New data shows that slightly more US adults would be proud to work for the firm than embarrassed
General impression of Goldman Sachs during the financial crisis and subsequent recession was not good. Public perception of the investment bank as a potential employer plunged as its share price sank.
Now that 10 years have passed, however, and the firm is getting a fresh start with incoming CEO David Solomon, who begins his new role on October 1, things are looking much better.
Indeed, new data from YouGov Plan & Track shows that slightly more American adults would now feel proud to work for Goldman Sachs, as opposed to embarrassed. This comes after the firm’s Reputation score — which gauges how open US consumers aged 18+ are to being employed at a particular brand — spent years emerging from negative territory following the crash. Even when the bank’s Reputation score returned to neutral in the latter half of 2015, disparaging comments made during the 2016 presidential campaign seem to have pushed it back down again.
By contrast, Reputation scores for competitors Merrill Lynch and Morgan Stanley never dropped to such lows. Both also returned to positive territory near the beginning of 2013, where they’ve remained ever since. At present, Merrill Lynch and Morgan Stanley each have a Reputation score of 12. Goldman Sachs has a Reputation score of 1.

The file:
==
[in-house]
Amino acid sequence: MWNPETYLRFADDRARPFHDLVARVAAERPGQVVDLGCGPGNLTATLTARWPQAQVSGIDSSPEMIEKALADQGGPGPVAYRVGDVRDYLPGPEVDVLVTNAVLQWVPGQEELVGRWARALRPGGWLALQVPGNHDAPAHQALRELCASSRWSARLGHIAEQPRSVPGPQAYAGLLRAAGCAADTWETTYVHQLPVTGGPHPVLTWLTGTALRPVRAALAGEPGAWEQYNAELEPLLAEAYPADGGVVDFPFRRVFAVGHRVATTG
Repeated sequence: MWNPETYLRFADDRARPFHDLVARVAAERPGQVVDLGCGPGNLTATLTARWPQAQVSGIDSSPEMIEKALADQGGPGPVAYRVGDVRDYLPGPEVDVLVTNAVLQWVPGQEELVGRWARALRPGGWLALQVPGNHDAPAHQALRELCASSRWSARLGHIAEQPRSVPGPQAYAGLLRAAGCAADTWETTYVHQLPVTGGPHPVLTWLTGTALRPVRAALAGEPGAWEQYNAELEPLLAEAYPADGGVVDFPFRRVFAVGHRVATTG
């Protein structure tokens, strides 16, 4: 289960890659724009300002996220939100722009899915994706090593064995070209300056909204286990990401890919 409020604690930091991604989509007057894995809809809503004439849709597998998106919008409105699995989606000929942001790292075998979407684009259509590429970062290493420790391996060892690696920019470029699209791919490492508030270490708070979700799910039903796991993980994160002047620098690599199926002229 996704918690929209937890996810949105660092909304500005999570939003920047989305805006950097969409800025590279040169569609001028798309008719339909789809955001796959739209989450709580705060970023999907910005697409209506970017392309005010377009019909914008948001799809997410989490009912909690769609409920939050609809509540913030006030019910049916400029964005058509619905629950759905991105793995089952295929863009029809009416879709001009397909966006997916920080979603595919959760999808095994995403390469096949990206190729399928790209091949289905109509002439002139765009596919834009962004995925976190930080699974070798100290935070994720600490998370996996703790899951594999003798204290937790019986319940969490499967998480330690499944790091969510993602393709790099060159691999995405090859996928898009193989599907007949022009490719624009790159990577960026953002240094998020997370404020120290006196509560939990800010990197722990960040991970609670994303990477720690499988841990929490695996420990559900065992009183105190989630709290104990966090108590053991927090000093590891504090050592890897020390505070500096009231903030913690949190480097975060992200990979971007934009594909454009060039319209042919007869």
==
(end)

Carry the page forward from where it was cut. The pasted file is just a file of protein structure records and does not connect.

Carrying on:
People who say they’d be proud to work for Goldman Sachs are most likely to be male and to fall between the ages of 50 and 64. They're more likely to live in a suburb — as opposed to city, town, or rural area — and have attained a high school education, rather than a four-year college degree.
Two-thirds (67%) of people open to employment at Goldman Sachs report that they tend to trust banks and credit unions, compared to 54% of the general public. Furthermore, the majority (54%) of people who'd be proud to work for Goldman Sachs say they prefer to have more than one bank account. Fewer than half (47%) of all US adults indicate the same.
While Goldman Sachs’ overall Reputation score has returned to the positives, one group that still places the investment bank in the negatives is liberals.
Looking back to January 2013, when YouGov began tracking people by political ideology, Goldman Sachs had a Reputation score of -28 among consumers who lean left. Conservatives, meanwhile, gave the firm a score of -4. As they tend to do, moderates placed themselves in-between, with a Reputation score of -9.
As of today, the bank’s Reputation score has climbed to -12 among liberals, 3 among moderates, and 10 among conservatives.